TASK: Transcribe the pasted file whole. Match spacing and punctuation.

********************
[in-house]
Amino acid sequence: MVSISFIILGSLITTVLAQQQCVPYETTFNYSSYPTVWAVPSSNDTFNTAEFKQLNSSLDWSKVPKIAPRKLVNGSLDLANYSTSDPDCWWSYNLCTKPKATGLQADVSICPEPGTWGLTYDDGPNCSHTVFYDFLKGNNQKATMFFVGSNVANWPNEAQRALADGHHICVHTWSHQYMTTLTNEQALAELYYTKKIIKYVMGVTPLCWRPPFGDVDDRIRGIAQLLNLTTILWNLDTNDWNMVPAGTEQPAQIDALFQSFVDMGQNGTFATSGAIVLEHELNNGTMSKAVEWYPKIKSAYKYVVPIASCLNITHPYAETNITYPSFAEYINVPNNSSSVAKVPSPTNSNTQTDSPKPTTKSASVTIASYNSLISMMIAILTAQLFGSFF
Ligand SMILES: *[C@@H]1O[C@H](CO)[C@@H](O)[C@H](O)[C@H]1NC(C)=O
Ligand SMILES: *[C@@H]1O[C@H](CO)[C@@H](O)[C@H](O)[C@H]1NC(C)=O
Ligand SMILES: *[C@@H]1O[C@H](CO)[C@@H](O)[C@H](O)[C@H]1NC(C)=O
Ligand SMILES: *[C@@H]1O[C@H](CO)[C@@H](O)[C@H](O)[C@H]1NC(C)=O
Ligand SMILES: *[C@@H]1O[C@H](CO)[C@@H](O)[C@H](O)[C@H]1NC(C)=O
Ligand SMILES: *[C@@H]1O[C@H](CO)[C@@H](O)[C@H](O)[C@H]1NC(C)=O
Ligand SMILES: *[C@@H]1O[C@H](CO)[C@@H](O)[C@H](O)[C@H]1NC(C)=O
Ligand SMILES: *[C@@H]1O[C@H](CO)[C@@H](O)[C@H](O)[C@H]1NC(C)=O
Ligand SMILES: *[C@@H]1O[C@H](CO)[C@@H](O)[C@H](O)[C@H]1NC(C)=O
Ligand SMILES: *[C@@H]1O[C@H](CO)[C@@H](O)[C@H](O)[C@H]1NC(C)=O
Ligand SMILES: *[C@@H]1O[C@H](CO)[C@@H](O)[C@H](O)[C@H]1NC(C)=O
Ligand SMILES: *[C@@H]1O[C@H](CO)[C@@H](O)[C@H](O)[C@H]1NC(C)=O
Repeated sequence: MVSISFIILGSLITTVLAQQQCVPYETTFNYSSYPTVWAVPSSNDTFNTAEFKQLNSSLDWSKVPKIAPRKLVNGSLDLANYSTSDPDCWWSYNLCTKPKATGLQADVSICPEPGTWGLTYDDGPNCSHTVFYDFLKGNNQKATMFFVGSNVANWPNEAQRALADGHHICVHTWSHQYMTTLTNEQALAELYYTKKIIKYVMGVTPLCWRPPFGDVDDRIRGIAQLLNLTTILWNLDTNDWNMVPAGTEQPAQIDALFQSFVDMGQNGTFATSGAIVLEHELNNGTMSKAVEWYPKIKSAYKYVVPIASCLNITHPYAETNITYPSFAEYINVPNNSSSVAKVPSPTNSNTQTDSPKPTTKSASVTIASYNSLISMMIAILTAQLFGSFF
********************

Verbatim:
[in-house]
Amino acid sequence: MVSISFIILGSLITTVLAQQQCVPYETTFNYSSYPTVWAVPSSNDTFNTAEFKQLNSSLDWSKVPKIAPRKLVNGSLDLANYSTSDPDCWWSYNLCTKPKATGLQADVSICPEPGTWGLTYDDGPNCSHTVFYDFLKGNNQKATMFFVGSNVANWPNEAQRALADGHHICVHTWSHQYMTTLTNEQALAELYYTKKIIKYVMGVTPLCWRPPFGDVDDRIRGIAQLLNLTTILWNLDTNDWNMVPAGTEQPAQIDALFQSFVDMGQNGTFATSGAIVLEHELNNGTMSKAVEWYPKIKSAYKYVVPIASCLNITHPYAETNITYPSFAEYINVPNNSSSVAKVPSPTNSNTQTDSPKPTTKSASVTIASYNSLISMMIAILTAQLFGSFF
Ligand SMILES: *[C@@H]1O[C@H](CO)[C@@H](O)[C@H](O)[C@H]1NC(C)=O
Ligand SMILES: *[C@@H]1O[C@H](CO)[C@@H](O)[C@H](O)[C@H]1NC(C)=O
Ligand SMILES: *[C@@H]1O[C@H](CO)[C@@H](O)[C@H](O)[C@H]1NC(C)=O
Ligand SMILES: *[C@@H]1O[C@H](CO)[C@@H](O)[C@H](O)[C@H]1NC(C)=O
Ligand SMILES: *[C@@H]1O[C@H](CO)[C@@H](O)[C@H](O)[C@H]1NC(C)=O
Ligand SMILES: *[C@@H]1O[C@H](CO)[C@@H](O)[C@H](O)[C@H]1NC(C)=O
Ligand SMILES: *[C@@H]1O[C@H](CO)[C@@H](O)[C@H](O)[C@H]1NC(C)=O
Ligand SMILES: *[C@@H]1O[C@H](CO)[C@@H](O)[C@H](O)[C@H]1NC(C)=O
Ligand SMILES: *[C@@H]1O[C@H](CO)[C@@H](O)[C@H](O)[C@H]1NC(C)=O
Ligand SMILES: *[C@@H]1O[C@H](CO)[C@@H](O)[C@H](O)[C@H]1NC(C)=O
Ligand SMILES: *[C@@H]1O[C@H](CO)[C@@H](O)[C@H](O)[C@H]1NC(C)=O
Ligand SMILES: *[C@@H]1O[C@H](CO)[C@@H](O)[C@H](O)[C@H]1NC(C)=O
Repeated sequence: MVSISFIILGSLITTVLAQQQCVPYETTFNYSSYPTVWAVPSSNDTFNTAEFKQLNSSLDWSKVPKIAPRKLVNGSLDLANYSTSDPDCWWSYNLCTKPKATGLQADVSICPEPGTWGLTYDDGPNCSHTVFYDFLKGNNQKATMFFVGSNVANWPNEAQRALADGHHICVHTWSHQYMTTLTNEQALAELYYTKKIIKYVMGVTPLCWRPPFGDVDDRIRGIAQLLNLTTILWNLDTNDWNMVPAGTEQPAQIDALFQSFVDMGQNGTFATSGAIVLEHELNNGTMSKAVEWYPKIKSAYKYVVPIASCLNITHPYAETNITYPSFAEYINVPNNSSSVAKVPSPTNSNTQTDSPKPTTKSASVTIASYNSLISMMIAILTAQLFGSFF